2005: Bryant breezes, proving he belongs with best
It was Tuesday, two days before the start of his first Tour Championship, and Bart Bryant still was wrestling with voices he could not silence inside his head.
The inner battle? Trying to convince himself that he was on the grounds at East Lake Golf Club because he truly belonged there.
“I’m really proud of it (getting here),” Bryant said, standing next to East Lake’s massive practice green. “In a way, it’s kind of overwhelming. You start going down the list of players who are here: Tiger, Vijay, Retief . . . and all of a sudden, it’s ‘Bart Bryant.’ Man, that’s kind of weird. It even sounds weird to me.
“But I want to get used to that name being up there.”
Golf fans may want to start getting used to it, too. Bryant opened with a course-record, 8-under-par 62 at venerable East Lake, a place once dear to Bobby Jones’ heart, and firmly planted his name atop the leaderboard. The next three days, it never moved.
Less than two weeks shy of his 43rd birthday, Bryant had the week of his life in Atlanta, lapping runner-up Tiger Woods and the game’s best players by six shots. Bryant’s 17-under 263 total shattered Phil Mickelson’s tournament mark by four shots, and his $1.17 million winner’s check pushed Bryant all the way to ninth on the 2005 money list with a career-best $3.24 million.
It sure beats the days when he humbly had to ask his older brother Brad, golf’s beloved Dr. Dirt, if he could front him a couple thousand dollars to enter PGA Tour Q-School. Q-School will be played in Bryant’s backyard just outside Orlando, Fla., this year, and Bryant won’t be anywhere near the place.
With two high-profile victories in 2005 (The Memorial and Tour Championship) – and three in 15 months – Bryant now is exempt on Tour through 2008. For the first time he is eligible for all four majors. For Bryant, the time has come to discover how good he really can be.
“I’m thrilled beyond description,” he said. “To have struggled for as long as I did, and all of a sudden in the last 15 months to win three events . . . this exceeds my expectations.
“It’s a really cool feeling, one I’m going to relish for a long, long time.”
For Bryant, playing better was a simple matter of belief. Brian Mogg, Bryant’s longtime friend and his teacher since 2000, once printed out a set of statistics and put them under Bryant’s nose, asking him what he thought of the player he was being shown on paper.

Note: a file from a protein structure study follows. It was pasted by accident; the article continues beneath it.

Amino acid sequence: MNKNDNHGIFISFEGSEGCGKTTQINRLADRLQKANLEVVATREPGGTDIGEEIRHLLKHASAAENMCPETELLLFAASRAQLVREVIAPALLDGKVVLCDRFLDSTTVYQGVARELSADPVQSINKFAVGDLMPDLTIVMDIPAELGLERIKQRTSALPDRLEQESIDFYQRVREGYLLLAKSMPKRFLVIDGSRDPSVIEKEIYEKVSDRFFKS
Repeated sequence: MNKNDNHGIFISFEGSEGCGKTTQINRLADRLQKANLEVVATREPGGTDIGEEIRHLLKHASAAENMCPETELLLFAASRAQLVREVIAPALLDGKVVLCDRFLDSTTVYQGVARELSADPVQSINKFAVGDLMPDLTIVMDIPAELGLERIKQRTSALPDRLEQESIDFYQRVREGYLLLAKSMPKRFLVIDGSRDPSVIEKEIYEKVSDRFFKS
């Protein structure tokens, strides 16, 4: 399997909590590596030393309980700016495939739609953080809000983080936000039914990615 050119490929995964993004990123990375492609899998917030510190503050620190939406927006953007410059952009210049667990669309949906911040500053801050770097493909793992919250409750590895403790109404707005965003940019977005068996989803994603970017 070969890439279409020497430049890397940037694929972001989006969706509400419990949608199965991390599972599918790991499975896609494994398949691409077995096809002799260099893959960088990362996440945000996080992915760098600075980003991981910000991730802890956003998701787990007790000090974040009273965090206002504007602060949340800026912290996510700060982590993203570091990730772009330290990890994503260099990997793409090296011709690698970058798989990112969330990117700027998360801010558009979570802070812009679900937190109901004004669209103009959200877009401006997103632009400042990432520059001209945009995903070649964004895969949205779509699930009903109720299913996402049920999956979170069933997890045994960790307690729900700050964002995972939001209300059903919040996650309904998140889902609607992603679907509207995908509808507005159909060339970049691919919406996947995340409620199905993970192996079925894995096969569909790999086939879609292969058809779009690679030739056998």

Bryant studied the numbers. Hmmm. They looked pretty good. He figured it must be a pretty good player Mogg was showing him. It was. Bryant learned the stats he was viewing were his.
“Brian helped me realize maybe I’m a better player than I think I am,” said Bryant, who never finished higher than 124th in money before finishing 80th in 2004. “I certainly was on paper, and it was never coming to fruition on a golf course. He said, ‘You know, a player with this kind of stats, sooner or later maybe that money stat is going to catch up, too.’ I think I just started to believe that was going to happen, and I gained some confidence that maybe I’m a better player than I actually showed.”
There were no doubters at East Lake following rounds of 62-68-66-67. Bryant had a chance to falter on Sunday, making back-to-back bogeys at Nos. 5-6 with Woods and Retief Goosen hovering in his rearview mirror, but steadied himself, making three birdies in four holes starting at the par-5 ninth.
“I’ve always peppered him to start believing in himself,” said Mogg, who used to play against Bryant in the mid-1980s. “When he won in Texas (in 2004), you knew it wasn’t going to be a one-time deal. A lot of guys win and that’s their moment. They kind of cruise back to where they were . . . Bart, he’s elevated himself even further.”
Woods (69) finished second for the third time in six years at the Tour Championship, an event he last won in 1999. With $10,628,024 in earnings, Woods earned his sixth money title, his first since 2002. Only Jack Nicklaus, with eight, has won more.
Woods won six times in 2005, adding two majors to his total, which now stands at 10. He has regained his tremendous length advantage off the tee – at East Lake, he averaged 324.3 yards – and called his year a “toss up” with 1999 for the second-best season of his career, behind only 2000, when he won nine times, including three majors.
“I want to be there on the back nine in every major with a chance to win it,” Woods said. “This year, I was there on all four. That, to me, is exciting.”
Scott Verplank (69) finished third at 9-under 271. Goosen, the defending champion, faded badly, shooting 74 to tie for fourth along with Vijay Singh (67) and Davis Love III (69) at 273.
Nobody would come close to catching Bryant, who was incredibly solid the entire week, finishing first in fairways (45) and greens (58), and seventh in putts per round. On a course where the rough was penal, Bryant hit more fairways (45) than Woods and Goosen combined (43).
In one season, Bryant nearly doubled his previous career earnings ($1.8 million). Hard to believe what can happen once you start to believe you belong.
“I’m very surprised,” Bryant said Sunday evening as it all started to sink in. “I mean, I’m just as surprised as you are.”